Amy of Smitten Honeymoons is writing a 3 part passport series.
When I went to renew my passport last year—the travel document was set to expire just two weeks after Mr. Smitten and I returned from our honeymoon heaven—it took multiple tries before my application was safely on its way to the Department of State for processing.
The first time that I went to the nearest accepting facility, the person who handles applications had gone to lunch just prior to my arrival. The second time, she was enjoying a (likely much-needed) day off. While not terribly inconvenient in the grand scheme of things, it’s fair to say that I was not looking forward to repeating the process after my wedding, when I would need to update my passport again to reflect my married last name. Fast forward several months.
In the end, switching my name on the document was a far smoother process than when I renewed the book last year, and doing so illuminated a silver lining for brides-to-be in similar situations: You can apply for a name change on your passport without having to pay any renewal fees, as long as you request the name change within a year of when your last passport was issued. In other words, if you’ve recently changed your name, check to see if your last passport was issued within the last 365 days. If it was, update the document as soon as possible to avoid paying for the book twice in one year.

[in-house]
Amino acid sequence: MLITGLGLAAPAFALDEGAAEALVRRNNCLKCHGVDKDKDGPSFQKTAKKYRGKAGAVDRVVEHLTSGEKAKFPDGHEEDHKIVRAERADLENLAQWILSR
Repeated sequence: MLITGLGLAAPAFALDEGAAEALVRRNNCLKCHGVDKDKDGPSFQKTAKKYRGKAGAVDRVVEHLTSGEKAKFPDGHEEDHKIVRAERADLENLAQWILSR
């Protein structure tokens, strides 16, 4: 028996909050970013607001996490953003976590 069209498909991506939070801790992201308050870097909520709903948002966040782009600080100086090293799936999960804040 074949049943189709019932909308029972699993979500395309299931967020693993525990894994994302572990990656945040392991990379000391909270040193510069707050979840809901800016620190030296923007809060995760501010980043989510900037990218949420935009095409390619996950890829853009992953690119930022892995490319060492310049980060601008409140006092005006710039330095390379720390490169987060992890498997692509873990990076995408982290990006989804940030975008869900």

The process of updating your name on your passport is largely the same as initially applying for one—you will need a new passport photo taken and to fill out the correct form—but all costs are waived other than those for shipping. You will want to be sure to fill out the right form, DS-5504, available on the Department of State’s website or at your passport accepting facility. (DS-11 is for first-time applicants and DS-82 is for renewing passports that have reached their expiration date.) You can fill out the form online, print it, and take it to an accepting facility, or you can mail your materials (along with your current passport) if you already have had a new passport photo taken.
If you’re working with a honeymoon consultant, he or she also can direct you to the correct application and make sure you have the necessary supporting items, whether you’re in the process of renewing a passport nearing its expiration date or need to update it once you return.
Note: Brides-to-be planning on taking a married name should never list their anticipated new last name on travel documents if they will not have legally changed their name before their honeymoon.
This includes on airline tickets, hotel reservations, and more. Listing a name other than what your legal name will be at your time of travel can create a plethora of problems, from airlines refusing to let you board to issues with billing while abroad.
photography // Jenna Walker Photography